Growing Up Poor, and Classism in RC

I am a white raised-poor female doing middle-class work and am three-fourths of a century old. I still struggle with raised-poor distress recordings. I lived in poverty from my infancy well into my twenties and after that was often a paycheck away from being poor. Now as I’m growing older, with my work slowing down and without a pension, I am faced with how to not end up poor once again.

I experienced early traumas—in the womb, at birth, and post birth—that installed patterns that include “not being liked,” “not having value,” “not being significant,” “not wanting to be visible,” and “people wanting to kill me.”

Living in poverty for over twenty years reinforced the pre- and post-birth distress recordings with abandonment, neglect, and deprivation. No one expected anything of me or let me know I was significant. My father was an alcoholic and a sex addict—and a lovely man. My mother was our savior—kind and loving but also stuck in powerlessness and with few resources. The six of us children lacked team spirit; it was “everyone for themselves” and “get out of this the best way you can.” Today we love each other, and fight to be with each other a few times a year.

I was aware of classism and its effects on me. I felt shame and humiliation for my poverty (yet somehow maintained an optimistic outlook on people and life). I knew people were uncomfortable around me as a poor person, and I stayed away from middle-class environments when I could. I didn’t understand middle-class “rules”—how one should act, talk, and look in each situation. Sometimes I still don’t understand the “rules” and break them with my directness. I was taught to be kind and polite but not “nice.”

I grew up around other poor and working-class young people and somehow could see that others were oppressed, especially by racism, and knew that it was wrong.

I did not grow up emulating [copying] the middle class like many poor people do. My “style” has been an amalgam [mixture] influenced by African American, Latino/a, white working-class, and white upper-middle-class “styles” as well as the women’s liberation movement.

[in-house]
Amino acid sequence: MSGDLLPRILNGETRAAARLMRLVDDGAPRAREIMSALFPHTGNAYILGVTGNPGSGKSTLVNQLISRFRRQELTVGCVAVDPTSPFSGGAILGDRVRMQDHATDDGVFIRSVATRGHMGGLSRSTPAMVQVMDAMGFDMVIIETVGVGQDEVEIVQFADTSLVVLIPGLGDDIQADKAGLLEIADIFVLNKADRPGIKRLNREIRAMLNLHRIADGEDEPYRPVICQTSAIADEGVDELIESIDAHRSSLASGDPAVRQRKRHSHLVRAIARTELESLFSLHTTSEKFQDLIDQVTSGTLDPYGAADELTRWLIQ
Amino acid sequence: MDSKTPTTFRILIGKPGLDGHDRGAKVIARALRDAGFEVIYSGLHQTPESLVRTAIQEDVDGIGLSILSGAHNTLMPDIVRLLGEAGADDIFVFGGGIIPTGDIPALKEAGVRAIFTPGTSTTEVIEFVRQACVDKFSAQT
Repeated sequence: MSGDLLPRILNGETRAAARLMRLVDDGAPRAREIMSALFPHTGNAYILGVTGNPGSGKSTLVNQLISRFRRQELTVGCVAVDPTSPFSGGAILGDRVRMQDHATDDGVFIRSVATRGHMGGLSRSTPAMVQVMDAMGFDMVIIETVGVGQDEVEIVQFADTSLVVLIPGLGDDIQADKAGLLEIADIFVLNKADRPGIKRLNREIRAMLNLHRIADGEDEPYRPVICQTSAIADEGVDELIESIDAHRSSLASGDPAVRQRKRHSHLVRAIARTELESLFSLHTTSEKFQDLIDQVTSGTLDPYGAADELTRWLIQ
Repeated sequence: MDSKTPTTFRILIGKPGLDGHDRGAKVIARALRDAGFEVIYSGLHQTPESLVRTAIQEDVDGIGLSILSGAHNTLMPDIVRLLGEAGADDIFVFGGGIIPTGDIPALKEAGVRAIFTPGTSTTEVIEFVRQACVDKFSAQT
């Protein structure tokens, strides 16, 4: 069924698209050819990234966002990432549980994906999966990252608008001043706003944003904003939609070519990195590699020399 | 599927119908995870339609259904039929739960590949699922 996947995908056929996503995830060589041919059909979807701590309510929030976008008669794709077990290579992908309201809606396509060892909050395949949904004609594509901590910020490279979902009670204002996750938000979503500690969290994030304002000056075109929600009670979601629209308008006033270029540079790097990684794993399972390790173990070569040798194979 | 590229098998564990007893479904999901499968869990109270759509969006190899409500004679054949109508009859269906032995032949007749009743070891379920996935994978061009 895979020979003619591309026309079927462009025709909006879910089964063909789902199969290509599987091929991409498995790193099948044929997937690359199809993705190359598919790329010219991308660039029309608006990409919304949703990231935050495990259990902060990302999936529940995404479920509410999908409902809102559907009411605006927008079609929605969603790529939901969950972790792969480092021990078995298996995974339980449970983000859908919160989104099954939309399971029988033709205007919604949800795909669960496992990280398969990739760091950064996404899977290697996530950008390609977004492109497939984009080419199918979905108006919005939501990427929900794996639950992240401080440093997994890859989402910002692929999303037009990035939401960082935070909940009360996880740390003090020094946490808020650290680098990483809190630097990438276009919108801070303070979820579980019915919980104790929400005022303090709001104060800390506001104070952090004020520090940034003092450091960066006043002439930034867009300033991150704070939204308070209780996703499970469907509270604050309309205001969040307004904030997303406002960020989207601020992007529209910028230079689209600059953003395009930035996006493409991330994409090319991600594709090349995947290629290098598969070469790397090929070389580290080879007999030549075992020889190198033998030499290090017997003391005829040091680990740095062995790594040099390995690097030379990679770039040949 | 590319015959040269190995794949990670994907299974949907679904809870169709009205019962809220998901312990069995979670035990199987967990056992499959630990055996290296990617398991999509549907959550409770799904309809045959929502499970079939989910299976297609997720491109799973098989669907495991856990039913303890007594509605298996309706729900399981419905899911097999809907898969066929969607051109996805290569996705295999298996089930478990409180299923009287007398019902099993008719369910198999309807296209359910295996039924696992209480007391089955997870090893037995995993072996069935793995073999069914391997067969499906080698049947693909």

I’ve fought my entire life against the early distresses “to have significance.” Two things have happened: (1) I have achieved some interesting and impressive accomplishments; and (2) I have stayed small and unsure for long periods and not been able to express my full potential, which I’ve known is considerable. (I would have been a much more powerful RC leader had I been able to step out of my “insignificance.”) Oh, and somewhere along the way I learned to be articulate vocally and in writing.

The following are a few examples of how I have experienced classism over the years in RC (and outside of it):

  • Leaders will start telling me things rather than asking me what I already understand. In most cases I’ve already known what they are saying—I’m pretty [quite] smart.
  • RCers often get frustrated when I dramatize my insignificance. Feeling insignificant is a deep hurt, and it feels very real to me at the time. Impatience doesn’t help; in fact it makes me feel ashamed and I withdraw. It’s better to hold out how great I am, what I can do, and so on.
  • I have rarely been asked to take on [undertake] a leadership challenge in RC. I am judged for occasionally “leaking” anger; people conclude from it that I am not a reliable leader. (Every leader I know has dramatized anger, more than once. We need to encourage work on anger. We are all angry!)
  • The majority of Co-Counselors in most U.S. RC Communities are middle class, and it continues to be a challenge for me to find my significance, especially when RCers have done little work on classism.

I will persist, reach out, and speak up about the everyday unaware acts of classist (and sexist) oppression. I will also find broader support from raised-poor and working-class RCers, who don’t get so confused by my distresses and can see my power and encourage me.

I would love to hear others’ experiences of growing up poor. They are different for each of us.

MacClurg Vivian

Rochester, New York, USA

Reprinted from the e-mail discussion
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Last modified: 2019-05-21 23:49:42+00